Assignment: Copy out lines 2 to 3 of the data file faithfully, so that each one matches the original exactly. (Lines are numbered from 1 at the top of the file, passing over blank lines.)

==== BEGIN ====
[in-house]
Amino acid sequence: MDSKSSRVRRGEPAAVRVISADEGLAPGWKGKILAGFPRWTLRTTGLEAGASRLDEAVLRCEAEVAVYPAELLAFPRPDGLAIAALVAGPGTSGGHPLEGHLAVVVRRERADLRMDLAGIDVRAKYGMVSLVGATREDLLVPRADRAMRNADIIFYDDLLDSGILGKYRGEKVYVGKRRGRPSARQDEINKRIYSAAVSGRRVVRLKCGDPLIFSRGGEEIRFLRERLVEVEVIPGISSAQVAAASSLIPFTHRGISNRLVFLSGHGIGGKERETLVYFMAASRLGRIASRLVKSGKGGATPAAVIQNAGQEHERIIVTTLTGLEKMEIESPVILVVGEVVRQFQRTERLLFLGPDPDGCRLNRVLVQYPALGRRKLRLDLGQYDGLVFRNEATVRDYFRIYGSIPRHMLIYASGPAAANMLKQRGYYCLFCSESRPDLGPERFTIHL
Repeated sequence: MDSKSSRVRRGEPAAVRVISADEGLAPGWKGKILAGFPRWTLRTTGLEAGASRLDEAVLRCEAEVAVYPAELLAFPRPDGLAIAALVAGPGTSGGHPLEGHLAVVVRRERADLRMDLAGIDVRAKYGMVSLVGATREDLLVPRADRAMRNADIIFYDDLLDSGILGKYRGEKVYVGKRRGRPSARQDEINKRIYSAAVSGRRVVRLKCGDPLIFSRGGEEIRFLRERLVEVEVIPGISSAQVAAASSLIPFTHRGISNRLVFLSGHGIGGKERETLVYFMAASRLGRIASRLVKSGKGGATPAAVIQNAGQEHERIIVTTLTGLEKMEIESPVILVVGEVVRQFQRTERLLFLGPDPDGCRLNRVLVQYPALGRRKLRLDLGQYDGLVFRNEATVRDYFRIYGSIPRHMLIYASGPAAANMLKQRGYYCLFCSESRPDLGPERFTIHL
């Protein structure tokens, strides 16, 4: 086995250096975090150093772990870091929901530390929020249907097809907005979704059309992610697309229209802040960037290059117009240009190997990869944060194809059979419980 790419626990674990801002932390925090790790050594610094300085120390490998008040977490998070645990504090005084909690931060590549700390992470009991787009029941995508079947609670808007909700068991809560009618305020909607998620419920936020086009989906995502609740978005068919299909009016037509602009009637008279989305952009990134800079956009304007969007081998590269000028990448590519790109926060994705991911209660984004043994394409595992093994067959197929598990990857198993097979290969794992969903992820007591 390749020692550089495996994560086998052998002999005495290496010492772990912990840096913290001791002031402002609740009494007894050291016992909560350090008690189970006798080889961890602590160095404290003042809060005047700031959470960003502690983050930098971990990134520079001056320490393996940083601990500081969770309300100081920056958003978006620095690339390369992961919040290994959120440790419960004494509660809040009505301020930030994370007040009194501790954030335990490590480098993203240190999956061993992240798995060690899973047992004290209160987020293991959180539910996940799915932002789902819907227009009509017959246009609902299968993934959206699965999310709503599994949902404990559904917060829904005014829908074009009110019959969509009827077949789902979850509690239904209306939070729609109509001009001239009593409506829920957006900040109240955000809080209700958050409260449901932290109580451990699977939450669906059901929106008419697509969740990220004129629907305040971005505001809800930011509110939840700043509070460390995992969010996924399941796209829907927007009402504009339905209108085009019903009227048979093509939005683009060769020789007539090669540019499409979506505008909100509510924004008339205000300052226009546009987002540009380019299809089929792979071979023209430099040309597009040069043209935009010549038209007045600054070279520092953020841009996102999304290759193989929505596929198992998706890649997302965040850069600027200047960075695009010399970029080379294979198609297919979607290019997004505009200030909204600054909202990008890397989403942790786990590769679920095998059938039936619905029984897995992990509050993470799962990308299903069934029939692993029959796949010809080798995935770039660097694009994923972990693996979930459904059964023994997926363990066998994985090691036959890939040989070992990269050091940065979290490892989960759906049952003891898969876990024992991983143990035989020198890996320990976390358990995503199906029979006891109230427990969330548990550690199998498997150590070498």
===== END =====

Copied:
Amino acid sequence: MDSKSSRVRRGEPAAVRVISADEGLAPGWKGKILAGFPRWTLRTTGLEAGASRLDEAVLRCEAEVAVYPAELLAFPRPDGLAIAALVAGPGTSGGHPLEGHLAVVVRRERADLRMDLAGIDVRAKYGMVSLVGATREDLLVPRADRAMRNADIIFYDDLLDSGILGKYRGEKVYVGKRRGRPSARQDEINKRIYSAAVSGRRVVRLKCGDPLIFSRGGEEIRFLRERLVEVEVIPGISSAQVAAASSLIPFTHRGISNRLVFLSGHGIGGKERETLVYFMAASRLGRIASRLVKSGKGGATPAAVIQNAGQEHERIIVTTLTGLEKMEIESPVILVVGEVVRQFQRTERLLFLGPDPDGCRLNRVLVQYPALGRRKLRLDLGQYDGLVFRNEATVRDYFRIYGSIPRHMLIYASGPAAANMLKQRGYYCLFCSESRPDLGPERFTIHL
Repeated sequence: MDSKSSRVRRGEPAAVRVISADEGLAPGWKGKILAGFPRWTLRTTGLEAGASRLDEAVLRCEAEVAVYPAELLAFPRPDGLAIAALVAGPGTSGGHPLEGHLAVVVRRERADLRMDLAGIDVRAKYGMVSLVGATREDLLVPRADRAMRNADIIFYDDLLDSGILGKYRGEKVYVGKRRGRPSARQDEINKRIYSAAVSGRRVVRLKCGDPLIFSRGGEEIRFLRERLVEVEVIPGISSAQVAAASSLIPFTHRGISNRLVFLSGHGIGGKERETLVYFMAASRLGRIASRLVKSGKGGATPAAVIQNAGQEHERIIVTTLTGLEKMEIESPVILVVGEVVRQFQRTERLLFLGPDPDGCRLNRVLVQYPALGRRKLRLDLGQYDGLVFRNEATVRDYFRIYGSIPRHMLIYASGPAAANMLKQRGYYCLFCSESRPDLGPERFTIHL